BETHEL — Telstar High School students shuffled in from the pouring rain Wednesday, shaking water droplets from their hair as beaming mother-hen teachers greeted them enthusiastically.

On the first day of school, the air buzzed with energy and excitement from students and teachers.

The theme of the year was clear for all: New Year, New Beginning.

Among changes are 47-minute classes instead of the 80-minute sessions. Teachers and students alike said they appreciated the switch. Full-credit classes meet every day, and half-credit classes, every other day.

Another change is dividing the school year into trimesters instead of quarters. The first trimester will end in December, the second in March and the third in June.

While students settled into their respective “satellite” or homerooms, Dean of Students Kristin Dacko and Principal Cheryl Lang were preparing for the welcome assembly. Students began filing into the auditorium from back doors, side doors and emerging from behind the curtain on the stage. Once Lang began to speak, the excited chatter stopped and the students turned their attention to their educational leaders.


Lang and Dacko welcomed each teacher, with students whooping and clapping after each name. They announced each of the graduating classes, starting with the Class of 2020, and the enthusiasm and volume level increased as each graduating year was called, peaking with the Class of 2017, who stood and cheered with excitement at the prospect of this year’s graduation.

Cheryl Ann-Thurston, a senior, has picked out her senior photo and will be participating in the certified nursing assistant program at Region 9 Technical School in Mexico.

“I’m excited it’s my last year, and I’m going to make the most of it,” she said with a smile.

Once the cheering died down, the principal and dean listed off information for the students continuing from last year:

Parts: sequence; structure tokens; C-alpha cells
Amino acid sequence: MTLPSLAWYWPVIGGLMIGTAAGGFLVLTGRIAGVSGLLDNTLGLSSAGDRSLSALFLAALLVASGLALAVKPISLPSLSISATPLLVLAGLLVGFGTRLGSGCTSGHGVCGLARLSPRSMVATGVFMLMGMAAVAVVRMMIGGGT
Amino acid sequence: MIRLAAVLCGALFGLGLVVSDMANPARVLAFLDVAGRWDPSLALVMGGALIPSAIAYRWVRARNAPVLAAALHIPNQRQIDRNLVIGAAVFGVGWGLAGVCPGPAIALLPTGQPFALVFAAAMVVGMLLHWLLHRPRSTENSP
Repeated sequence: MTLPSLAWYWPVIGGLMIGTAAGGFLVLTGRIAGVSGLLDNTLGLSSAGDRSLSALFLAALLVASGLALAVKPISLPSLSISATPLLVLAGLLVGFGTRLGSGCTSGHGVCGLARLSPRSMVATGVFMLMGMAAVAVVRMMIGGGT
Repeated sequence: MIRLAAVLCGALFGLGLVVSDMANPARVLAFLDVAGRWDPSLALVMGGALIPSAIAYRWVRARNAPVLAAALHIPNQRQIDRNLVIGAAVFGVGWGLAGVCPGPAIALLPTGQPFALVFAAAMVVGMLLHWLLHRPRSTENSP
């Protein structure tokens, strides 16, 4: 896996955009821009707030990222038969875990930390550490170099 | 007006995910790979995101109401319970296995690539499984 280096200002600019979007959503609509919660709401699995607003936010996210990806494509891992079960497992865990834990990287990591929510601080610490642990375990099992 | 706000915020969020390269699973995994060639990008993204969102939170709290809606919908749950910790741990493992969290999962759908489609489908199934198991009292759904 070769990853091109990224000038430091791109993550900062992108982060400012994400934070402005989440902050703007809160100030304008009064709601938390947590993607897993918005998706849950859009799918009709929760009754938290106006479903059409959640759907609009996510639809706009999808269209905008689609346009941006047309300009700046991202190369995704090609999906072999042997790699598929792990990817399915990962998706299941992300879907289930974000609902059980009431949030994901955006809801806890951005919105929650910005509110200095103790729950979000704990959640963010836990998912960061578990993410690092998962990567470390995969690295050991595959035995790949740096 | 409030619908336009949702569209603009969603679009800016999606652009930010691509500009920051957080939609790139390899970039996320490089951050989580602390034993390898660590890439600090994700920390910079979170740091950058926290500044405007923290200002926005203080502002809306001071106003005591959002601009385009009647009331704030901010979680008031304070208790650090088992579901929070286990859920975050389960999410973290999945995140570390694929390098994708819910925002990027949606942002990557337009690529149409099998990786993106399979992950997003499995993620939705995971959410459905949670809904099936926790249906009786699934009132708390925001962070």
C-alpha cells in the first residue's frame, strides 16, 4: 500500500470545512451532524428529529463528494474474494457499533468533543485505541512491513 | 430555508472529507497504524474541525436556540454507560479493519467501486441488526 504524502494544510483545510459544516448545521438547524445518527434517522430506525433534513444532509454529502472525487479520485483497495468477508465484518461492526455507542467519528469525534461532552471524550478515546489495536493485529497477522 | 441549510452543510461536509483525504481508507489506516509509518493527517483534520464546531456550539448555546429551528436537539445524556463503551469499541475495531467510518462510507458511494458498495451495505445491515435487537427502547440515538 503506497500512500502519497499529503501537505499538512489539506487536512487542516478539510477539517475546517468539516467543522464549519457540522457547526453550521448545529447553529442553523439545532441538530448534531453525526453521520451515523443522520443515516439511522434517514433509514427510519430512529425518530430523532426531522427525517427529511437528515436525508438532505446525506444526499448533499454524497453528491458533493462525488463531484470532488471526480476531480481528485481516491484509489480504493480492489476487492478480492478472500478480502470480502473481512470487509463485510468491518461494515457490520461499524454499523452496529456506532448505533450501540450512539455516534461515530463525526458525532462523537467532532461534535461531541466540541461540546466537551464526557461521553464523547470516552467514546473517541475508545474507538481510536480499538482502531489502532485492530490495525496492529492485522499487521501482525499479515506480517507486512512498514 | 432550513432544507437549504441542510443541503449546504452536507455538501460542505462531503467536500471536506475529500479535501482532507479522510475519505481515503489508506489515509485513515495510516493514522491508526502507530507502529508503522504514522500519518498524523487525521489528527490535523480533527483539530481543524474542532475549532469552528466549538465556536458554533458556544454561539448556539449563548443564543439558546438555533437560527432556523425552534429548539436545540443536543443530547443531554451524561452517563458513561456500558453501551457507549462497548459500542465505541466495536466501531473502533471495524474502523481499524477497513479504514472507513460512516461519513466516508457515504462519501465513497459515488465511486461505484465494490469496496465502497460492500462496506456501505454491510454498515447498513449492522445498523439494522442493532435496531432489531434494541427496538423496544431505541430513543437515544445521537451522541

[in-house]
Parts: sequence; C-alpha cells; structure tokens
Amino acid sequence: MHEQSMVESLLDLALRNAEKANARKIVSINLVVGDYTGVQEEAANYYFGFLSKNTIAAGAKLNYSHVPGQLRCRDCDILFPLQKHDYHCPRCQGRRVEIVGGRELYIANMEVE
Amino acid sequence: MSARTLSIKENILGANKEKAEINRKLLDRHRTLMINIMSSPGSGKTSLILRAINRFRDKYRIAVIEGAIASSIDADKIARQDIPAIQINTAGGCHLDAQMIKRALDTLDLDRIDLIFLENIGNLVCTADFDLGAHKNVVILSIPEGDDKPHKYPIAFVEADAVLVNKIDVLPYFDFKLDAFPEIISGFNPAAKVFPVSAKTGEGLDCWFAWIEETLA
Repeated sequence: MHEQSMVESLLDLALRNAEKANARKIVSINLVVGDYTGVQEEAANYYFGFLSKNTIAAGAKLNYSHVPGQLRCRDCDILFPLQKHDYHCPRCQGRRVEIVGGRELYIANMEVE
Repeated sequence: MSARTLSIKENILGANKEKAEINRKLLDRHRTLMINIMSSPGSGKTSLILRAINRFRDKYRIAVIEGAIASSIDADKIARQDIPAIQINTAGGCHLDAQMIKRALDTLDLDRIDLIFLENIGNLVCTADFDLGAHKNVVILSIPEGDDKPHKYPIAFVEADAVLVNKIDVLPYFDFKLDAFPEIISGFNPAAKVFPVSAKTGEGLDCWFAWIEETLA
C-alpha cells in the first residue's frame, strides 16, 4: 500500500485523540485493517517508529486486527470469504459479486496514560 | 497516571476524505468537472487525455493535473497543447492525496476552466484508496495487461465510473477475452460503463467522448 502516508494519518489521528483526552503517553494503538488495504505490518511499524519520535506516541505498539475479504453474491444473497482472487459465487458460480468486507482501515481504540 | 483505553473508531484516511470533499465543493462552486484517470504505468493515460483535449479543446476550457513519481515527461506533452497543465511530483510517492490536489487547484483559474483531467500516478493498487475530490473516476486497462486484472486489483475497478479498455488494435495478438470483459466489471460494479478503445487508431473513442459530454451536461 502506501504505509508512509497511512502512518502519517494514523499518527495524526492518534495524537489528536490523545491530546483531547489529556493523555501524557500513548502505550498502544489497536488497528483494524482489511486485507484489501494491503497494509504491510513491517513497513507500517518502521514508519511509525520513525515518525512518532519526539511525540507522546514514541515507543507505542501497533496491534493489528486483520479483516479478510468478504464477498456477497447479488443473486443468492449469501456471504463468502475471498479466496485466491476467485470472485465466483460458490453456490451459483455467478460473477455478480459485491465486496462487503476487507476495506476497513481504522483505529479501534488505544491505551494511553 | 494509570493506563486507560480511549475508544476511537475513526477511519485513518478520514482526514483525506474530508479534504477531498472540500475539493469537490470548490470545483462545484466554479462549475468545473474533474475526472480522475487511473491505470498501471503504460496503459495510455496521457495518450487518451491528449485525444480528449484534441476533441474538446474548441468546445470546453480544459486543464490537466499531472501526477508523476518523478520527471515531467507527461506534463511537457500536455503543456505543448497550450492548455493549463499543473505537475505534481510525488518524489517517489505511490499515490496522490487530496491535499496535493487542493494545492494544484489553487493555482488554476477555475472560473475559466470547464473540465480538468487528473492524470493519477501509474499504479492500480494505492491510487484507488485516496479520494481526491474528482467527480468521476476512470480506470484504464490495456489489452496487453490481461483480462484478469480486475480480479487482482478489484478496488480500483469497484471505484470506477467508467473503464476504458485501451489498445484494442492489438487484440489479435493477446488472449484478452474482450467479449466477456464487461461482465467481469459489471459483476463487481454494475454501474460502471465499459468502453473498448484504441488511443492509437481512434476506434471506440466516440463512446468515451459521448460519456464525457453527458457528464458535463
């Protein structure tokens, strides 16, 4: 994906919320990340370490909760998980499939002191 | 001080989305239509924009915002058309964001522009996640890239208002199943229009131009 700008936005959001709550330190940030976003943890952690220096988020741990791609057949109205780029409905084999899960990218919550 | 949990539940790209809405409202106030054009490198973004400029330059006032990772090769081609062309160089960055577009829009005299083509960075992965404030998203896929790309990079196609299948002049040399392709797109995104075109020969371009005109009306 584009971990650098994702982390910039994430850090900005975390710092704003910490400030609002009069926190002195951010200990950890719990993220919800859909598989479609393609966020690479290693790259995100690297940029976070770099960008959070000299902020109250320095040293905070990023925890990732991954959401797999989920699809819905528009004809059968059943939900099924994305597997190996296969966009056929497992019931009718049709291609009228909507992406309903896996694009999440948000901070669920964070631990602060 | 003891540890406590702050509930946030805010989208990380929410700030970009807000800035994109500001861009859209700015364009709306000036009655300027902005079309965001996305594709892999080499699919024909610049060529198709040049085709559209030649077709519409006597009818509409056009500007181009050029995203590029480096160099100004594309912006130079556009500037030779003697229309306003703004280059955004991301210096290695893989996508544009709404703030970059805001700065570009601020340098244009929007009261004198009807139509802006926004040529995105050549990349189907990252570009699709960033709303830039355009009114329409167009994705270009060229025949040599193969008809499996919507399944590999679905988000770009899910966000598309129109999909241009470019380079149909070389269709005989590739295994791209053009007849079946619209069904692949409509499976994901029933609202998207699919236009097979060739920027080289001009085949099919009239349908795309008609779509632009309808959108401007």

• All lockers must have locks on them;

• Backpacks must be stored in lockers while students are in classes;


• Cellphones must be put away to maintain a successful learning environment; and

• Everyone will eat lunch at the same time.

Lang stressed the importance of attending every day of school, and getting there on time.

Maddy Torraca-Jones, coordinator of Mahoosuc Kids, talked about the programs being offered after school. Each day will entail a different enrichment program. Mondays will be cooking, Tuesdays will be farming and gardening, Wednesdays are reserved for art and other crafts, and Thursdays will include outdoor activities.

The assembly ended with a motivational video titled, “Which Student Are You?” The video’s message contained three main points: that a new year meant a new beginning with new opportunities; education is the key to self-improvement; and if you fall, always get right back up.

Lang asked if anyone had fallen and gotten back up again. One by one, several teachers stood up and told their inspirational stories about overcoming challenges.


Charles Raymond, former dean of students and now alternative learning activities coordinator, told his romantic story of triumph.

“Between my junior year and senior year in high school, I was involved in a motorcycle accident and broke my left femur, which made it impossible to play soccer or hockey in my senior year,” he said. “I was pretty disappointed. But, I ended up falling in love that year, and I ended up marrying that person seven years later, who is now the librarian at Crescent Park (School)!”

Students smiled and seemed to be in awe with the story.

Spanish teacher Merri Lee Ojeda received cheers and laughter when she stood up and said, “In high school, I was a C student in Spanish. Now I teach it!”

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